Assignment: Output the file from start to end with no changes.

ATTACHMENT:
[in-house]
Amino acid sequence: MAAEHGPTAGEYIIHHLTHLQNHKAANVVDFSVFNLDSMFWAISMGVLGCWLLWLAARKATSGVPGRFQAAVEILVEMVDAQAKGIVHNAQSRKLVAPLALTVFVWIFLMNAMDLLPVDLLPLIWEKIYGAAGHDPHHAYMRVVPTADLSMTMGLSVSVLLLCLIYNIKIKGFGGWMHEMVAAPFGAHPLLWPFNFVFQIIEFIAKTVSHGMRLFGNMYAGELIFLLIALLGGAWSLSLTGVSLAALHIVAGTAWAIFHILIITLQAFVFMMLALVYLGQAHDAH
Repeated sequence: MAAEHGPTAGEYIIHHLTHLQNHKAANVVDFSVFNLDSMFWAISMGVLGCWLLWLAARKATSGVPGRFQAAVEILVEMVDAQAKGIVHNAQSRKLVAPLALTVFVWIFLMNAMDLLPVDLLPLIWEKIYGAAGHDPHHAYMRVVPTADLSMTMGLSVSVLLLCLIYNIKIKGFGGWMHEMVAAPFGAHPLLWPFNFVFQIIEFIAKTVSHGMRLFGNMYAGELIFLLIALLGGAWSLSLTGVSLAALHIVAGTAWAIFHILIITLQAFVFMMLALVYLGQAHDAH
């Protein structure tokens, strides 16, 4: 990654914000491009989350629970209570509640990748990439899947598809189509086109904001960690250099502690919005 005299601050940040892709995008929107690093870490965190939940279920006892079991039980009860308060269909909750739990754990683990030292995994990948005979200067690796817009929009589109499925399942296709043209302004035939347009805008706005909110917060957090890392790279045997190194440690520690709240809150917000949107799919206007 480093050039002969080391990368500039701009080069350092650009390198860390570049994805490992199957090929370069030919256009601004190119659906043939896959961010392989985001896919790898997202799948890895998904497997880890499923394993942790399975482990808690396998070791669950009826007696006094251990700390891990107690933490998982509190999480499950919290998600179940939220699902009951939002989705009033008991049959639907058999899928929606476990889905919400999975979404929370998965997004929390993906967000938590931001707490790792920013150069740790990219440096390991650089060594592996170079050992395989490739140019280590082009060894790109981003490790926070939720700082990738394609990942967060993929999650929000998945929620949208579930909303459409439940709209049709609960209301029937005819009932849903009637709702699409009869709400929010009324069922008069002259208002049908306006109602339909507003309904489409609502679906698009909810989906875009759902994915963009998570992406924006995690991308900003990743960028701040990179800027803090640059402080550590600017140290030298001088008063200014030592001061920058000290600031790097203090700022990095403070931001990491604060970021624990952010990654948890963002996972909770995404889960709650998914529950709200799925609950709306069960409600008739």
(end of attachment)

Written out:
[in-house]
Amino acid sequence: MAAEHGPTAGEYIIHHLTHLQNHKAANVVDFSVFNLDSMFWAISMGVLGCWLLWLAARKATSGVPGRFQAAVEILVEMVDAQAKGIVHNAQSRKLVAPLALTVFVWIFLMNAMDLLPVDLLPLIWEKIYGAAGHDPHHAYMRVVPTADLSMTMGLSVSVLLLCLIYNIKIKGFGGWMHEMVAAPFGAHPLLWPFNFVFQIIEFIAKTVSHGMRLFGNMYAGELIFLLIALLGGAWSLSLTGVSLAALHIVAGTAWAIFHILIITLQAFVFMMLALVYLGQAHDAH
Repeated sequence: MAAEHGPTAGEYIIHHLTHLQNHKAANVVDFSVFNLDSMFWAISMGVLGCWLLWLAARKATSGVPGRFQAAVEILVEMVDAQAKGIVHNAQSRKLVAPLALTVFVWIFLMNAMDLLPVDLLPLIWEKIYGAAGHDPHHAYMRVVPTADLSMTMGLSVSVLLLCLIYNIKIKGFGGWMHEMVAAPFGAHPLLWPFNFVFQIIEFIAKTVSHGMRLFGNMYAGELIFLLIALLGGAWSLSLTGVSLAALHIVAGTAWAIFHILIITLQAFVFMMLALVYLGQAHDAH
């Protein structure tokens, strides 16, 4: 990654914000491009989350629970209570509640990748990439899947598809189509086109904001960690250099502690919005 005299601050940040892709995008929107690093870490965190939940279920006892079991039980009860308060269909909750739990754990683990030292995994990948005979200067690796817009929009589109499925399942296709043209302004035939347009805008706005909110917060957090890392790279045997190194440690520690709240809150917000949107799919206007 480093050039002969080391990368500039701009080069350092650009390198860390570049994805490992199957090929370069030919256009601004190119659906043939896959961010392989985001896919790898997202799948890895998904497997880890499923394993942790399975482990808690396998070791669950009826007696006094251990700390891990107690933490998982509190999480499950919290998600179940939220699902009951939002989705009033008991049959639907058999899928929606476990889905919400999975979404929370998965997004929390993906967000938590931001707490790792920013150069740790990219440096390991650089060594592996170079050992395989490739140019280590082009060894790109981003490790926070939720700082990738394609990942967060993929999650929000998945929620949208579930909303459409439940709209049709609960209301029937005819009932849903009637709702699409009869709400929010009324069922008069002259208002049908306006109602339909507003309904489409609502679906698009909810989906875009759902994915963009998570992406924006995690991308900003990743960028701040990179800027803090640059402080550590600017140290030298001088008063200014030592001061920058000290600031790097203090700022990095403070931001990491604060970021624990952010990654948890963002996972909770995404889960709650998914529950709200799925609950709306069960409600008739």